Grace Hopper

Written by IEEE SB on
Grace Hopper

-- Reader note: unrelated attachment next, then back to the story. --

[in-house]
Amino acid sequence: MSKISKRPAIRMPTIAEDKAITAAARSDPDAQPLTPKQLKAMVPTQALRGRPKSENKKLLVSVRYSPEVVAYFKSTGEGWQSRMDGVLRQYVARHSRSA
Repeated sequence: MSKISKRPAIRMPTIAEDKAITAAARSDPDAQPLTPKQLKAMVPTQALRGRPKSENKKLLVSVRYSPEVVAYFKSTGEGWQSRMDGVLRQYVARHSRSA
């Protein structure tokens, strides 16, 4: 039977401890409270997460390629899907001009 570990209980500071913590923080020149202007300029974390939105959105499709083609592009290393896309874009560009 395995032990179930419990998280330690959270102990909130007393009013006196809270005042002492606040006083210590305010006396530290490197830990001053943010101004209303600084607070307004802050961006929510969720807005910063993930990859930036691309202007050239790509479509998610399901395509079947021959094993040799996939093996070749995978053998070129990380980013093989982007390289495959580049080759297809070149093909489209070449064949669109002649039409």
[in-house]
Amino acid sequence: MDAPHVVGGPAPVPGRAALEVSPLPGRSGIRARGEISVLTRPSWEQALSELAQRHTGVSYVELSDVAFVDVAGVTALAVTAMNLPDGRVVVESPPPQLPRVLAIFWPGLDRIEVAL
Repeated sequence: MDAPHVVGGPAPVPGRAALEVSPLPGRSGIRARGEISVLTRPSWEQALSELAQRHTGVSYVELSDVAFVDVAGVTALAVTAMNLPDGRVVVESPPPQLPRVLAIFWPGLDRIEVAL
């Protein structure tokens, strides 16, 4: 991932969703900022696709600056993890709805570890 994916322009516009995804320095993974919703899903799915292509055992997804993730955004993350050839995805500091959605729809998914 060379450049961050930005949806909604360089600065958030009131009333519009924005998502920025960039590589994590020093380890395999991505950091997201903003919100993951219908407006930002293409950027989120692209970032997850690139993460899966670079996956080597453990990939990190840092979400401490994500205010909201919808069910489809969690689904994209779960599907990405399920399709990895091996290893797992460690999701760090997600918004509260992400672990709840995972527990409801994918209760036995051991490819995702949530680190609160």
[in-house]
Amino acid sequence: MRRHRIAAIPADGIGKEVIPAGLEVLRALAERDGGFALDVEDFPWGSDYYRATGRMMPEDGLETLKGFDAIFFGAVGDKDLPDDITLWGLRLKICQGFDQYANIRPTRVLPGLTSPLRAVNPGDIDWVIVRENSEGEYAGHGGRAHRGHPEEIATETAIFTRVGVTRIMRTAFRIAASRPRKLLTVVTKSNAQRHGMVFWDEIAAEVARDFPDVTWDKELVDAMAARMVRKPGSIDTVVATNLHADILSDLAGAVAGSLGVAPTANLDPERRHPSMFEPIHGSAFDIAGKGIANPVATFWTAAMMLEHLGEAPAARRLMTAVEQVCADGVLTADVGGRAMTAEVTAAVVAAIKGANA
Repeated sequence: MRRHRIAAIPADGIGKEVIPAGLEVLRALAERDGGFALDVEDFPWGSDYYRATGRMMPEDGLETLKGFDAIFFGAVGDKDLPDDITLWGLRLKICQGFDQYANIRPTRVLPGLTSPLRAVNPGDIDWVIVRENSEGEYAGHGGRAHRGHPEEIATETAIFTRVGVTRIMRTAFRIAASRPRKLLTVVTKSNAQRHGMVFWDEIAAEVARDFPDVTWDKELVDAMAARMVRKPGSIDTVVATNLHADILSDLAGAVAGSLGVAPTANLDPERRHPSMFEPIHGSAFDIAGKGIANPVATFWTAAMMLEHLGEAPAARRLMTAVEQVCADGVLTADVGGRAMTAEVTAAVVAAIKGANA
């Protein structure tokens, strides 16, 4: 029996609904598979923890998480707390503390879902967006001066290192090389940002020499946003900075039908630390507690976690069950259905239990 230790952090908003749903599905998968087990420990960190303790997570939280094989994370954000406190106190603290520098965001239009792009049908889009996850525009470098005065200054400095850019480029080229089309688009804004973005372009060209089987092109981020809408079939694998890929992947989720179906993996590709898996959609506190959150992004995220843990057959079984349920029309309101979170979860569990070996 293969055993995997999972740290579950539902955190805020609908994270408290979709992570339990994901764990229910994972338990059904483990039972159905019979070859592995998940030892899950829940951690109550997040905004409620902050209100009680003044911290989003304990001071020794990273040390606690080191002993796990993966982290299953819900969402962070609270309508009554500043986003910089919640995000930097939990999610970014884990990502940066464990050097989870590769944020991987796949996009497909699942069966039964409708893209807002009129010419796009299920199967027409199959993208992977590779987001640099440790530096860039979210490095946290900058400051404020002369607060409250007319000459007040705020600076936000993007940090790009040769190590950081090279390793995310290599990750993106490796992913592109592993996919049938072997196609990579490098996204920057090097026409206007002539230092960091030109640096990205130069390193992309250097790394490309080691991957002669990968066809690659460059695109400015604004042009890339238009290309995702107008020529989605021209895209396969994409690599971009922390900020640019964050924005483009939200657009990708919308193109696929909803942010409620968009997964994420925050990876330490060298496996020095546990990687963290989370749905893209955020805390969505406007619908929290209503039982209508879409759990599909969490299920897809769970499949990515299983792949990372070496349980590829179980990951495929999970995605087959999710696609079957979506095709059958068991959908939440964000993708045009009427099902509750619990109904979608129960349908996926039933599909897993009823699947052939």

“Debugging”. One word which can send shivers down the spine of most programmers. And yet, the most crucial piece of the jigsaw called software development. As we, the members of IEEE JU Student Branch, celebrate women and their pioneering work in various fields of science and technology, we unveil another such influential figure: Grace Murray Hopper: the first person to use the word “bug” to refer to a computer problem. Grace Murray Hopper came of age at a time of unusual opportunity for women. Having received her PhD in mathematical physics from Yale, Hopper took a sabbatical from Vassar College where she taught Mathematics to join the war effort soon after Pearl Harbour. Hopper joined the U.S. Naval Reserve (Women’s Reserve) in December 1943 and was assigned to the Bureau of Ships Computation Project at Harvard University.One of the first three computer “programmers,” Hopper was responsible for programming the Mark I and punching machine instructions onto tape. She also wrote the 561-page user manual for the Mark I. She was equally pivotal in the development of Mark II and Mark III and for the popularisation of more user friendly programming languages, particularly the development of COBOL. Women in Science and Tech Series (2/7)


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